Tag Archives: doj

Federal Court Throws out Stingray Evidence

This week a federal court ruled that evidence collected by use of a Stingray was inadmissible where a warrant was not obtained. Stingrays are devices that mimic cell phone towers. They allow government agents to track the whereabouts of cell phones without the knowledge of the cell phone users. It is unknown how many agencies employ the use of Stingrays, because they also promise to keep them secret when they acquire them.

The DOJ issued a policy that their agents are supposed to get warrants before using the devices. That was a smart move, predicting the legal outcome when the Stingray evidence was challenged. This investigation occurred before that change in policy, and if the Feds had continued to collect this evidence without warrants… a lot more cases would be in Jeopardy. The DOJ policy does not govern local law enforcement agencies, who stand to have a lot of evidence in jeopardy if they have not been obtaining warrants, in light of this Federal Court decision.

An External Review Is a Win-Win to Review the Nate Allen Fiasco

FMPD is confident that an internal audit will be sufficient to review the errors that led to Nate Allen being wrongfully detained for more than five hours. However, Allen and his attorneys at the Wilbur Smith Law Firm are asking the city to bring in an outside agency, such as the FBI or FDLE (The Florida Department of Law Enforcement). Here’s the thing… EVERYBODY ought to be on board with an outside review. Transparency is good for everybody.

The City of Fort Myers should want an outside review. If the review is conducted by an independent agency, and finds no wrongdoing or cover-up, then the public will have confidence in that result. On the contrary, if there was wrongdoing, egregious errors, or a cover-up, then we all want to know about it. If there is a problem, it’s a good thing if the outside agency roots it out, so the problem can be fixed, and it doesn’t happen again. The City, and its citizens, all stand to benefit from an outside review. I encourage the city to bring in an outside agency, and release all the related documents.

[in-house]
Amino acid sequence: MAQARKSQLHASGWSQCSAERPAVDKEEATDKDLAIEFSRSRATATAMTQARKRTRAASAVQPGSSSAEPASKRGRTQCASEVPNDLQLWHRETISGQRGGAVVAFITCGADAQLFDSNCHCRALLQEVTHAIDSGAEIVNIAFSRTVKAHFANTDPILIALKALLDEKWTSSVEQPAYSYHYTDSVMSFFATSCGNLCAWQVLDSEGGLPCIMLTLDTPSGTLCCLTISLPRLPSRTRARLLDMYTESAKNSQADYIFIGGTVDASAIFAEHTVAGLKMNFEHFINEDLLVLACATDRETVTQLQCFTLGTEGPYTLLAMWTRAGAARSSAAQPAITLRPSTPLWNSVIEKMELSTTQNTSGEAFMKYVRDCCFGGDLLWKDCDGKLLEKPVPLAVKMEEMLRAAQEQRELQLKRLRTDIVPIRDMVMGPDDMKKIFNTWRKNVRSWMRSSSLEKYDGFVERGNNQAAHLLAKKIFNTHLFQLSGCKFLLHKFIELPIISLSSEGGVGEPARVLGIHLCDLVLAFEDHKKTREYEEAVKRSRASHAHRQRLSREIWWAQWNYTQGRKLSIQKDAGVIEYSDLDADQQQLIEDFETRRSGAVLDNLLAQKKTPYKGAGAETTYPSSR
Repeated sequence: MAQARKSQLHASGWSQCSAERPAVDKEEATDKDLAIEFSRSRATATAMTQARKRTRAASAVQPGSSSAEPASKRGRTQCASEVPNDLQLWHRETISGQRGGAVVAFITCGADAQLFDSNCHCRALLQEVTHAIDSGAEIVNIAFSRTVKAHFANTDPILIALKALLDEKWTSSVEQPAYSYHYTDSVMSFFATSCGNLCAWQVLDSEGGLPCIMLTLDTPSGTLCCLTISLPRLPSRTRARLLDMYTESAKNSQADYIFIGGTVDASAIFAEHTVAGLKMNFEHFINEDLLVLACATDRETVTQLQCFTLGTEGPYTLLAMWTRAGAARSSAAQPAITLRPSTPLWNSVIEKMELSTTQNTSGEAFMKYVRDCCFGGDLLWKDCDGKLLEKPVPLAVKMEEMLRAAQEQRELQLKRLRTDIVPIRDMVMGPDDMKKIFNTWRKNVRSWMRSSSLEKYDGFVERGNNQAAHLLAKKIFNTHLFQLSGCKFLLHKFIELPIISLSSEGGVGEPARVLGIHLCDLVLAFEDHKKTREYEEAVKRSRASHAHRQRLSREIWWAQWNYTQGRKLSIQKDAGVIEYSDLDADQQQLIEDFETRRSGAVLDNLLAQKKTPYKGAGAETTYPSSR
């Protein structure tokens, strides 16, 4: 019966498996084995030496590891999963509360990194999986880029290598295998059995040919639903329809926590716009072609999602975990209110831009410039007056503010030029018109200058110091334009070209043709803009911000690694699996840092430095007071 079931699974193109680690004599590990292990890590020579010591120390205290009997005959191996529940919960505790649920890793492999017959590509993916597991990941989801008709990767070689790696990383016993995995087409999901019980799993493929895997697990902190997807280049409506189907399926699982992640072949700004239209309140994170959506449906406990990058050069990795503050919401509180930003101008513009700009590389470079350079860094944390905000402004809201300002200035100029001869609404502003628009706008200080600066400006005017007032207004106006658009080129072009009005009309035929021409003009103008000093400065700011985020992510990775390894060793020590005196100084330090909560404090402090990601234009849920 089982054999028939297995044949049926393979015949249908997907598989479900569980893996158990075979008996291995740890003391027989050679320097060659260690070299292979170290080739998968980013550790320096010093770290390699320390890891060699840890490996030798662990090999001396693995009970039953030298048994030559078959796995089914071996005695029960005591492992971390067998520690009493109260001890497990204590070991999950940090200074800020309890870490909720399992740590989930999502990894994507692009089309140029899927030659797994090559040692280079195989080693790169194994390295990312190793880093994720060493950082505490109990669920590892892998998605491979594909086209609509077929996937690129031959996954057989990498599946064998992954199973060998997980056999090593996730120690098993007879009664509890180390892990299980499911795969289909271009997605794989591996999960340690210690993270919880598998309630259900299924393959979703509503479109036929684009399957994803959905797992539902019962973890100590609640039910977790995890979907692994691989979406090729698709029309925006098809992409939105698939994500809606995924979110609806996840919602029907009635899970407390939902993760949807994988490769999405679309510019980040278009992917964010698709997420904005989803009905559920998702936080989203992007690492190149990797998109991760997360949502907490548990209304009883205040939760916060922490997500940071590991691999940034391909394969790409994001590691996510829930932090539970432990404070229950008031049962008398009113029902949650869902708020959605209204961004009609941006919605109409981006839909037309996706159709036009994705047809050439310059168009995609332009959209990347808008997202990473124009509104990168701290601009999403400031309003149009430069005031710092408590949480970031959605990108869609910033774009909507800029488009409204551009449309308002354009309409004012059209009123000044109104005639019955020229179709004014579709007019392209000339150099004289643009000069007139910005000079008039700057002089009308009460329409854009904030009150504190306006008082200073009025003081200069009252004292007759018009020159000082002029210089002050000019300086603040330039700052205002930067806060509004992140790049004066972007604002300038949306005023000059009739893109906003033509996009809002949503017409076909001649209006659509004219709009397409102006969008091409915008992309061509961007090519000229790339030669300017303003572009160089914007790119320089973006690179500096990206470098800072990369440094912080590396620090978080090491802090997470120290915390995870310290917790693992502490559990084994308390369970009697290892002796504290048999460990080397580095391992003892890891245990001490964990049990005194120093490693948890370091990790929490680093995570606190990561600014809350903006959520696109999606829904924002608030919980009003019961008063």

Further, I would recommend that there be a review of the FMPD policy. If the policy still encourages a suggestive, one-person procedure, it should be updated. The State Attorney’s Office already pointed out that an unduly suggestive procedure was used to mis-identify Nate Allen. Steps should be taken to make sure it doesn’t happen again. Scientific studies and best practices recommend the following:

  • train all law enforcement officers in eyewitness identification
  • conduct lineups and photo arrays blindly
  • establish standardized witness instructions
  • immediately ask the witness about his or her level of confidence in the identification
  • videotape the entire eyewitness identification procedure

More information about best practices can be found on the DOJ’s “COPS” Community Policing Dispatch. Check out the article from December, “When it Comes to Eyewitness ID Best Practices, the Science is Settled.”

The law is also settled:

“Given the potential for misidentification if suggestive procedures are employed, courts have recognized that “[t]he practice of showing suspects singly to persons for the purpose of identification, and not as part of a lineup, has been widely condemned.”Stovall v. Denno, 388 U.S. 293, 302, 87 S.Ct. 1967, 1972, 18 L.Ed.2d 1199 (1967); Perez v. State, 648 So.2d 715, 719 (Fla.1995); Blanco v. State, 452 So.2d 520, 524 (Fla.1984),cert. denied, 469 U.S. 1181, 105 S.Ct. 940, 83 L.Ed.2d 953 (1985)” Macias v. State, 673 So.2d 176 (Fla. 4th DCA 1196).

US DOJ Announces Policy Change on Seizures, Limits Sharing with Local Cops

US Attorney General has announced that the Department of Justice will stop allowing local and state police from using Federal law to conduct seizures and forfeitures of property. More than $3 billion in property have been seized since 2008 in a program known as equitable sharing. According to the Washington Post: A Justice official, who spoke on the condition of anonymity in order to discuss the attorney general’s motivation, said Holder “also believes that the new policy will eliminate any possibility that the adoption process might unintentionally incentivize unnecessary stops and seizures.”

Agencies are still allowed to seek forfeitures under State laws. Florida has pretty broad forfeiture statutes. Florida authorities have and will continue to seize property, even after warrantless searches where no drugs or contraband are found. This just means the Federal Government decided to stop assisting and encouraging these and other local authorities.

From the Washington Post, via code3.jalopnik.com